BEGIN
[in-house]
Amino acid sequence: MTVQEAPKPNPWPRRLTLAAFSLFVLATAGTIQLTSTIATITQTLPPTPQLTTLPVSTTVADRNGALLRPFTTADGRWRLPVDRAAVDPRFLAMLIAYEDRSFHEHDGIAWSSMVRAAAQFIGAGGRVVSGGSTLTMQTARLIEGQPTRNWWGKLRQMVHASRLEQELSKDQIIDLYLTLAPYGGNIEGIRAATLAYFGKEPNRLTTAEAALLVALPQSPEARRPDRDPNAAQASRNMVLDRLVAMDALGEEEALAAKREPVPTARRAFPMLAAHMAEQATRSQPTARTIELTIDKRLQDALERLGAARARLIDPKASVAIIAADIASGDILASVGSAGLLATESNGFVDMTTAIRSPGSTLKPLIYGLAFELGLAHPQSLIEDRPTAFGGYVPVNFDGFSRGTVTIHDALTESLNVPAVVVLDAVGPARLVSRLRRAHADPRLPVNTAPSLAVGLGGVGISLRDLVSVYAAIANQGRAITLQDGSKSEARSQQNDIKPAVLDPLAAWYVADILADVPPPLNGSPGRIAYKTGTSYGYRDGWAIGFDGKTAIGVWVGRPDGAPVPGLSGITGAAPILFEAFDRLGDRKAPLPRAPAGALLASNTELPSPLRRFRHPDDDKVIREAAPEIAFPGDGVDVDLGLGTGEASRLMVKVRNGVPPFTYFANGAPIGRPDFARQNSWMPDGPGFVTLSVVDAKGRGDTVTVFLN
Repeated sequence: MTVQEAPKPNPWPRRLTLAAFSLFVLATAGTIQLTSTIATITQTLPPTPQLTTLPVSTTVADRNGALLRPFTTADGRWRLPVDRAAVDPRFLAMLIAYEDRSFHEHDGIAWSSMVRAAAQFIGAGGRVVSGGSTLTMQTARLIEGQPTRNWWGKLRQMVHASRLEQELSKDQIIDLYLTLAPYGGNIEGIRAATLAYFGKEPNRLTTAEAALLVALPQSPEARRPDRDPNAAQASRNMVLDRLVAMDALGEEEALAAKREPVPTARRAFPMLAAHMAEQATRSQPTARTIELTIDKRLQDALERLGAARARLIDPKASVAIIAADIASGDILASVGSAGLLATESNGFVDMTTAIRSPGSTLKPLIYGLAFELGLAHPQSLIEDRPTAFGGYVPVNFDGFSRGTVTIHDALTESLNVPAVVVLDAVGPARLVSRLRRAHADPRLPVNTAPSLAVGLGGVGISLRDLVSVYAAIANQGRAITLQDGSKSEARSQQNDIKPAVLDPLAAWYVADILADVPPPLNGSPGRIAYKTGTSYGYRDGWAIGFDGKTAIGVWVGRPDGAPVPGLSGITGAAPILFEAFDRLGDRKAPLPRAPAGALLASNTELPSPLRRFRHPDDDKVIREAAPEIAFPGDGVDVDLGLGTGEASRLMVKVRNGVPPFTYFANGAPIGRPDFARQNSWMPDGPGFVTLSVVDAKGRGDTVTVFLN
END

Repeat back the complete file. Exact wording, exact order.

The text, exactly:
[in-house]
Amino acid sequence: MTVQEAPKPNPWPRRLTLAAFSLFVLATAGTIQLTSTIATITQTLPPTPQLTTLPVSTTVADRNGALLRPFTTADGRWRLPVDRAAVDPRFLAMLIAYEDRSFHEHDGIAWSSMVRAAAQFIGAGGRVVSGGSTLTMQTARLIEGQPTRNWWGKLRQMVHASRLEQELSKDQIIDLYLTLAPYGGNIEGIRAATLAYFGKEPNRLTTAEAALLVALPQSPEARRPDRDPNAAQASRNMVLDRLVAMDALGEEEALAAKREPVPTARRAFPMLAAHMAEQATRSQPTARTIELTIDKRLQDALERLGAARARLIDPKASVAIIAADIASGDILASVGSAGLLATESNGFVDMTTAIRSPGSTLKPLIYGLAFELGLAHPQSLIEDRPTAFGGYVPVNFDGFSRGTVTIHDALTESLNVPAVVVLDAVGPARLVSRLRRAHADPRLPVNTAPSLAVGLGGVGISLRDLVSVYAAIANQGRAITLQDGSKSEARSQQNDIKPAVLDPLAAWYVADILADVPPPLNGSPGRIAYKTGTSYGYRDGWAIGFDGKTAIGVWVGRPDGAPVPGLSGITGAAPILFEAFDRLGDRKAPLPRAPAGALLASNTELPSPLRRFRHPDDDKVIREAAPEIAFPGDGVDVDLGLGTGEASRLMVKVRNGVPPFTYFANGAPIGRPDFARQNSWMPDGPGFVTLSVVDAKGRGDTVTVFLN
Repeated sequence: MTVQEAPKPNPWPRRLTLAAFSLFVLATAGTIQLTSTIATITQTLPPTPQLTTLPVSTTVADRNGALLRPFTTADGRWRLPVDRAAVDPRFLAMLIAYEDRSFHEHDGIAWSSMVRAAAQFIGAGGRVVSGGSTLTMQTARLIEGQPTRNWWGKLRQMVHASRLEQELSKDQIIDLYLTLAPYGGNIEGIRAATLAYFGKEPNRLTTAEAALLVALPQSPEARRPDRDPNAAQASRNMVLDRLVAMDALGEEEALAAKREPVPTARRAFPMLAAHMAEQATRSQPTARTIELTIDKRLQDALERLGAARARLIDPKASVAIIAADIASGDILASVGSAGLLATESNGFVDMTTAIRSPGSTLKPLIYGLAFELGLAHPQSLIEDRPTAFGGYVPVNFDGFSRGTVTIHDALTESLNVPAVVVLDAVGPARLVSRLRRAHADPRLPVNTAPSLAVGLGGVGISLRDLVSVYAAIANQGRAITLQDGSKSEARSQQNDIKPAVLDPLAAWYVADILADVPPPLNGSPGRIAYKTGTSYGYRDGWAIGFDGKTAIGVWVGRPDGAPVPGLSGITGAAPILFEAFDRLGDRKAPLPRAPAGALLASNTELPSPLRRFRHPDDDKVIREAAPEIAFPGDGVDVDLGLGTGEASRLMVKVRNGVPPFTYFANGAPIGRPDFARQNSWMPDGPGFVTLSVVDAKGRGDTVTVFLN